Life in Israel does not lack things to worry about: Iranian nukes, tens of thousands of missiles in the hands of Hizbullah and Hamas. But at least the economy is strong - or so I thought.
Israel has weathered the storms of the last two years better than the G-7 countries to whose economies it is bound. Best-selling works like Start-Up Nation: The Story of Economic Miracle by Dan Senor and The Jerusalem Post's own Saul Singer, celebrate Israeli entrepreneurship and innovation.
And at one level, this country is an economic titan. It attracts 2.5 times more venture capital per person than the United States, 30 times more than Europe. It is the world leader in medical patents, and one of the leaders in biotech and clean-tech. More Israeli companies are listed on the NASDAQ than those of Europe, China and India combined.
Two recent tutorials with Prof. Dan Ben-David, director of the Taub Center, the country's leading non-security-oriented think tank, revealed that the foregoing is only part of the story. As phenomenal as the creativity of the hi-tech sector has proven, hi-tech has been unable to draw the rest of the economy in its wake.
One statistic captures the paradox of startling creativity coupled with economic stagnation. In 1990, the number of US-approved patents per capita in Israel was 6 percent lower than that of the G-7 countries; today it is 69% greater. Yet, in that same period, productivity measured by gross domestic product (GDP) went from 7% lower than the G-7 countries to 23% lower.
From 1948 to 1973, the economy was on a trajectory to overtake that of the US, despite the inefficiencies imposed by a socialist economy. Since then, it has been falling farther and farther behind. America's GDP per capita has gone from 39% greater than Israel's in 1973 to 61% greater today. During that period, poverty has worsened and income gaps sharpened considerably.
THE CAUSES of this relative economic decline are not hard to identify. For a country whose principal natural resource is its brainpower, we are doing a lousy job of developing that resource. Seventeen percent of Israelis in the prime age for working (25-54) dropped out before completing high school, as opposed to 11% of Americans.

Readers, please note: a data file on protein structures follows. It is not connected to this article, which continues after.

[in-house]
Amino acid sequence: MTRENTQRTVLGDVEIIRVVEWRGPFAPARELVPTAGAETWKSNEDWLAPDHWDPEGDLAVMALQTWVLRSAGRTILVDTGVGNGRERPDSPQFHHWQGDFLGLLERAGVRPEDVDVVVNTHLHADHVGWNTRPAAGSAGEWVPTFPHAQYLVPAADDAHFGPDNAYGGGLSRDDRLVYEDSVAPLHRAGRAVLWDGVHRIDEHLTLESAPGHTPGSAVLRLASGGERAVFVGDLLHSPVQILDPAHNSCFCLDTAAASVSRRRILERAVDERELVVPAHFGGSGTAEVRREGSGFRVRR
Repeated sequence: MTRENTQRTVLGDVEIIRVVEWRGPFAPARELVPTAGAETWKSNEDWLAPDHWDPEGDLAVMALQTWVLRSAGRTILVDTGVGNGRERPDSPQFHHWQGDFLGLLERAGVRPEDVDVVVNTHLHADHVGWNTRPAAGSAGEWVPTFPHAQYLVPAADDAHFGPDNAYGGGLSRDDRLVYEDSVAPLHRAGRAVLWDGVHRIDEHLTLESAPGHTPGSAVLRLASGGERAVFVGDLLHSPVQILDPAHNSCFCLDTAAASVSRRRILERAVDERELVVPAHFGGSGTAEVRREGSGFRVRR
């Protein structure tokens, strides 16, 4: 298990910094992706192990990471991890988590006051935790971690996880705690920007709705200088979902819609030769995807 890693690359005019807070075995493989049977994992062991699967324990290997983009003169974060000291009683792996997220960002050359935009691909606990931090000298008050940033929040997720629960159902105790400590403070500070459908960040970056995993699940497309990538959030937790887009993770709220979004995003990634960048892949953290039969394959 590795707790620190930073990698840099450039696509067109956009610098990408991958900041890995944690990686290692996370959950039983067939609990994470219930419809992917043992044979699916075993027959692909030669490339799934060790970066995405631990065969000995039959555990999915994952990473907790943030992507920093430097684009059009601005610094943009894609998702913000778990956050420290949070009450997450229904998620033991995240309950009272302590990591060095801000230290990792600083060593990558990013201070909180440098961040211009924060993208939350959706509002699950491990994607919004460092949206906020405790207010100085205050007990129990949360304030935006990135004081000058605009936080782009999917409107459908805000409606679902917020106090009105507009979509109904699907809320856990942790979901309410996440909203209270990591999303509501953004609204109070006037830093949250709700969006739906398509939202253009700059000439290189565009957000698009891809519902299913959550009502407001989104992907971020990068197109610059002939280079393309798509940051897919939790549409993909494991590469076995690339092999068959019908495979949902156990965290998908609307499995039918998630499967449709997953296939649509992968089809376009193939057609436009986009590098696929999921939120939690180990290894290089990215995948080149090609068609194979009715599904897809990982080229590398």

Worse, our students are not learning much in school when they are there. On four out of the last five international exams in which our students participated, they finished last of the 25 most industrialized nations. The first time Israel participated in 1963, its students finished at the top.
Despite the disproportionate number of Nobel Prize winners produced, the country's leading universities are also failing to keep up. Since the mid-'70s, the population has doubled. Over the same span of time, the number of senior faculty positions at the Technion has grown by one. At the Hebrew University and Tel Aviv University, the situation is even worse - senior faculty positions decreased 14% and 21%, respectively.
As a consequence, Israel is experiencing the most serious brain drain of any Western country. From 2002-2004, the rate of emigration of academics doubled. Holders of academic degrees are 2.5 times as likely to emigrate as those without them. Those who can command higher salaries abroad - academics, research scientists, those in hi-tech, doctors - in short, the engine of the "economic miracle" - are leaving in ever-greater numbers.
Lack of investment in infrastructure serves as another brake on the economy. This country has half the number of cars per capita of the Western average, but congestion is three times as high. Every hour a truck driver spends stuck in traffic is a wasted hour, and the inefficiencies of the slow transport of goods are reflected in lower rates of productivity. The lack of rapid transport plays a major role in the overcrowding of the center of the country and the stagnation of the periphery.